You don’t have to form a large army of LinkedIn advocates to get this tactic going. Over half of our survey participants count on just two to five employees to promote their organization on LinkedIn.
If you want to join the LinkedIn marketers getting support from their employees, make the experience as frictionless as possible for your team. Assign clear roles or offer resources that make it simple for anyone to share your content.
When we asked survey participants about their most effective LinkedIn marketing tactics, three methods overwhelmingly came out on top. Respondents found the most success in commenting on other people’s posts (73.21%), publishing posts on employees’ personal profiles (67.86%), and publishing updates on their LinkedIn company profiles (67.86%).
The business experts who took part in our LinkedIn discussion and some of our survey respondents had additional tactics to share, including these tips:
The head of partnerships at Teamwork, Logan Lyles, puts plenty of thought into his content frequency and types to get optimal results from his posts.
He sees his results build on each other when he can post frequently — daily, if he can. That task is easier said than done, but he manages it with careful organization. Lyles says, “One thing that helps here is to have:
I use the board view on a project in Teamwork to drop new cards when I have a content idea in the Ideas column. I keep it simple from there with a recurring calendar block to take ideas from there to Drafted and then move to Posted once they’re published.
The new Scheduled Posts feature that’s rolling out on LinkedIn will help me add even more efficiency to this process.”
Lyles also notices better engagement when he mixes up the content formats he uses, such as GIFs, text-only posts, and carousels.
Lyles says, “By mixing it up, I find that it keeps my content from getting stale.
It also turns one idea into 3-4 posts instead of just one.
For example, I wrote a post about 5 words you should eliminate from your communication with clients (just, kinda, sorta, etc) and it saw some good traction. When I went back to that concept and repurposed a short text-only post into a carousel graphic post with more detail — it saw *even more* traction.”
Using this experience, Lyles has a lesson to share.
“If you find a post or topic that generates a lot of engagement, double-down on it, repurpose that original post, talk about that concept in a different way… Don’t be afraid that you’re simply ‘repeating yourself’!”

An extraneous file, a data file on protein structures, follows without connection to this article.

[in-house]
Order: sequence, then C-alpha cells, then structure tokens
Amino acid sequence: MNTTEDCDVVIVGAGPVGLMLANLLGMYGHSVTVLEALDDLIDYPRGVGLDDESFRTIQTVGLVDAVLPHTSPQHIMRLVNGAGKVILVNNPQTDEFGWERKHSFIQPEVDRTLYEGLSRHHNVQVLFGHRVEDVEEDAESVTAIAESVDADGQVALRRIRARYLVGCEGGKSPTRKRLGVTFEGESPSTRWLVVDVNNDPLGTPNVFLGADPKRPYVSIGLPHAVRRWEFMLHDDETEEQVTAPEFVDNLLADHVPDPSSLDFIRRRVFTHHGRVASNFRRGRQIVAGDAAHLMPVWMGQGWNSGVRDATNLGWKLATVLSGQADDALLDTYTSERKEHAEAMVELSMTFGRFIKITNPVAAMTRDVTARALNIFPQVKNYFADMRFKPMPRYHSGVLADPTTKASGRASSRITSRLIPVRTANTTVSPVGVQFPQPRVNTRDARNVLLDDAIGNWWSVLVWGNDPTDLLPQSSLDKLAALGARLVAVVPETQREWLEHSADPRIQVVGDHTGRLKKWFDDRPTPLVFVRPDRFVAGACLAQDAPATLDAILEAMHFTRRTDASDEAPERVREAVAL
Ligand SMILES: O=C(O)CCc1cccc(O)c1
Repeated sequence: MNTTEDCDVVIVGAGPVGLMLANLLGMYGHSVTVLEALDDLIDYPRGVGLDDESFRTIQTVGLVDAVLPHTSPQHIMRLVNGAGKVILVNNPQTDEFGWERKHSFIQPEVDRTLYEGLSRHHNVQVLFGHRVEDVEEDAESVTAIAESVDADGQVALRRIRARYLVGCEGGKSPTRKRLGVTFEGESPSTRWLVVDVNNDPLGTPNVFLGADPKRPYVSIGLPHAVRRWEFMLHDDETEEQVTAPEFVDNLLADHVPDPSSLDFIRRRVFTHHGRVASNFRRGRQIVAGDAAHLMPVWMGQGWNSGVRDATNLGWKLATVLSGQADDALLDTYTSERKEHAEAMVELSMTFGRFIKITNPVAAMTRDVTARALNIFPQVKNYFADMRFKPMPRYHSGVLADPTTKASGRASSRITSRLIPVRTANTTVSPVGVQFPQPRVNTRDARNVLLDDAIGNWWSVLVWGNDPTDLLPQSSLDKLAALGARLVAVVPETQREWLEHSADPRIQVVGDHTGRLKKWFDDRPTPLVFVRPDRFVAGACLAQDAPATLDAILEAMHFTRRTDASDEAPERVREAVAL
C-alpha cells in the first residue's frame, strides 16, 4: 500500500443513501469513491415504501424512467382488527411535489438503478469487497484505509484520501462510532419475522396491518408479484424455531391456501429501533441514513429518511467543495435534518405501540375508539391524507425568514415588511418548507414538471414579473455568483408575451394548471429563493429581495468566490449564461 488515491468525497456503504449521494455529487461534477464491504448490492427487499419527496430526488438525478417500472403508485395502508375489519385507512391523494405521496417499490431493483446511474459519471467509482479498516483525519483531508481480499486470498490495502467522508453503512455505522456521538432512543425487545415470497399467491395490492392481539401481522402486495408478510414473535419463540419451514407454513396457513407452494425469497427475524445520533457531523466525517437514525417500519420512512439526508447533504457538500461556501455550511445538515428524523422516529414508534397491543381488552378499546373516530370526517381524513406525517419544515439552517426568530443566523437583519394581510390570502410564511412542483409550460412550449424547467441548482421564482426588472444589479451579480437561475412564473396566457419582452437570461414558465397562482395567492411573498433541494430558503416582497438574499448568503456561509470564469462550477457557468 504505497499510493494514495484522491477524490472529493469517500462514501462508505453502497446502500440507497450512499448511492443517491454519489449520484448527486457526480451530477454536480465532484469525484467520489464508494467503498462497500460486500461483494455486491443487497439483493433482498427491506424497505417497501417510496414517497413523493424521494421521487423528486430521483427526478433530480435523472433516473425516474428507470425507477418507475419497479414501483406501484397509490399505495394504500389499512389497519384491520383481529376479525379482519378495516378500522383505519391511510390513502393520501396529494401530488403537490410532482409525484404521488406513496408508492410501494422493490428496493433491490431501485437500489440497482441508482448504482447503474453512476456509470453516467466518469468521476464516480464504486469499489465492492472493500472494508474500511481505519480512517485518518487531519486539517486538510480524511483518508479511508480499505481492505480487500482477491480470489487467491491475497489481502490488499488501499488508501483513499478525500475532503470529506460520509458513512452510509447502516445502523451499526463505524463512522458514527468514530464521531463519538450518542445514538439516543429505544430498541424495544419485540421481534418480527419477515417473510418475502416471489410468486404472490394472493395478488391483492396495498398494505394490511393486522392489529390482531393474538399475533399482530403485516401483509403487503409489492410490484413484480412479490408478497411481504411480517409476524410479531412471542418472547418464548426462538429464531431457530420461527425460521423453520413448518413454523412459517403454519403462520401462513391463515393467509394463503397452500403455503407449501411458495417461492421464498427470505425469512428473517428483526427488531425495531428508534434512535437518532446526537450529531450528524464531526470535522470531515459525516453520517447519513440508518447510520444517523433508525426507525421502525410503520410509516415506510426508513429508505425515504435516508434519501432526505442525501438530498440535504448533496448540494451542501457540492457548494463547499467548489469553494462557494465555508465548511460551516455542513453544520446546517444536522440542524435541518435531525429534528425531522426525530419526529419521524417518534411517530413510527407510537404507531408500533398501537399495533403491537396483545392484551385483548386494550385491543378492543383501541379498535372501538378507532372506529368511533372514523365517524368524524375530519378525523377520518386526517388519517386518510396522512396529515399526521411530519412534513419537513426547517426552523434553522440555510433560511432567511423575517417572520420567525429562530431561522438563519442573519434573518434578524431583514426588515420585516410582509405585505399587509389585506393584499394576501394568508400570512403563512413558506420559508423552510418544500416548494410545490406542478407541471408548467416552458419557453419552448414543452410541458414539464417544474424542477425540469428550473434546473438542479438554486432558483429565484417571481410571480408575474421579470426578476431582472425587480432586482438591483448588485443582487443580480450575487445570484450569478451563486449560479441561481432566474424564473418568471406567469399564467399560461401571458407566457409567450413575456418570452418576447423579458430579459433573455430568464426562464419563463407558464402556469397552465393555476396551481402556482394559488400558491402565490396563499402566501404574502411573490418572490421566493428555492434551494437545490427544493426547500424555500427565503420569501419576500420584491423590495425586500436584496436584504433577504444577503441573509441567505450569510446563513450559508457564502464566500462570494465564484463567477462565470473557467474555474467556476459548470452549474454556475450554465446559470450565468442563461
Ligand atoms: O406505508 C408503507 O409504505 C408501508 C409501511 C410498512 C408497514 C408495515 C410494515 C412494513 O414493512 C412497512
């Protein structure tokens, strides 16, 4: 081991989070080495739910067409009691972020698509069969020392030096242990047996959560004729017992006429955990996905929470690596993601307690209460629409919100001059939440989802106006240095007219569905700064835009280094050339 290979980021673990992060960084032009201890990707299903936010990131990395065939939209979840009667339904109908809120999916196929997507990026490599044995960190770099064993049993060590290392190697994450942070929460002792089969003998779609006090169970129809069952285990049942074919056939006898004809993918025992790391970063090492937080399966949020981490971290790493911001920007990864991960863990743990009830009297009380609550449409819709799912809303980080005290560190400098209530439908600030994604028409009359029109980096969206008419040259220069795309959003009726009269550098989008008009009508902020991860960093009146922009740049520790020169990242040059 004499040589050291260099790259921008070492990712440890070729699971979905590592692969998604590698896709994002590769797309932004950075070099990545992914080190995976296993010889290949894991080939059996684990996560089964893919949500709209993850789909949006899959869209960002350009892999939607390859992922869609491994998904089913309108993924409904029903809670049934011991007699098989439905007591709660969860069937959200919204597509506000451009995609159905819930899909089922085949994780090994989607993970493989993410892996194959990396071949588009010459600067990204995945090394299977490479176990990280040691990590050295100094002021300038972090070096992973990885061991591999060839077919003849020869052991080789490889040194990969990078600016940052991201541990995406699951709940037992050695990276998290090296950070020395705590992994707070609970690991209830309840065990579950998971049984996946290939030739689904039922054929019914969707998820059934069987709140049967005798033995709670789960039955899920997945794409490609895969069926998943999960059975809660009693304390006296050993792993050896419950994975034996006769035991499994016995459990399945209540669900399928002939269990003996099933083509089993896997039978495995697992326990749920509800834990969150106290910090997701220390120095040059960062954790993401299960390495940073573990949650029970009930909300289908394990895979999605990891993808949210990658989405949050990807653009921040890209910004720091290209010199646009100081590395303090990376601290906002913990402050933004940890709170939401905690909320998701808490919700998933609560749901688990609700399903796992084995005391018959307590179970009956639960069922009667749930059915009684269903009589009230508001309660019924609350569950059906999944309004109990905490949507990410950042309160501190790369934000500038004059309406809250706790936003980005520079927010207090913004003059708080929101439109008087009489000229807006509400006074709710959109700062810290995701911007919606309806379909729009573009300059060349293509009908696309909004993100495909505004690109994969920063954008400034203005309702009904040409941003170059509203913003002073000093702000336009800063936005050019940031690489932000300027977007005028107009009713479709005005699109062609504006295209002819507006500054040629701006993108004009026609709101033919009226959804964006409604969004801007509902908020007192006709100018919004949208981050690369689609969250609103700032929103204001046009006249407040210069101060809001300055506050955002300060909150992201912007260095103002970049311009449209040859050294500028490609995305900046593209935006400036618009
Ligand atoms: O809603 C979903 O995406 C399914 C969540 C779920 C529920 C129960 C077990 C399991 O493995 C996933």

Head of Partnerships at Teamwork
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Pay close attention to what content performs well, then design your content workflow around those patterns. Different tactics will appeal to different audiences, so lean into what works for yours.
Personal branding is one thing, an important thing, but so is helping your company grow. You may not have direct control over who follows you, but you can influence them with your posts, comments, and other kinds of engagement. To do that, you need to know who they are and what their interests are. You can align yourself with your LinkedIn company page followers by analyzing:
Now you can benefit from the experience of our LinkedIn experts, who have put together a great Databox template showing all the most important demographics for your LinkedIn company page. It’s simple to implement and start using as a standalone dashboard or in marketing reports, and best of all, it’s free!
You can easily set it up in just a few clicks – no coding required.
To set up this LinkedIn dashboard, follow these 3 simple steps:
Step 1: Get the template
Step 2: Connect your LinkedIn account with Databox.
Step 3: Watch your dashboard populate in seconds.
Many of our survey and LinkedIn discussion participants talked about using channels besides your LinkedIn page to draw more engagement. As survey respondent Cynthia Davies of Cindy’s New Mexico LLC points out, one such route is LinkedIn’s Groups feature.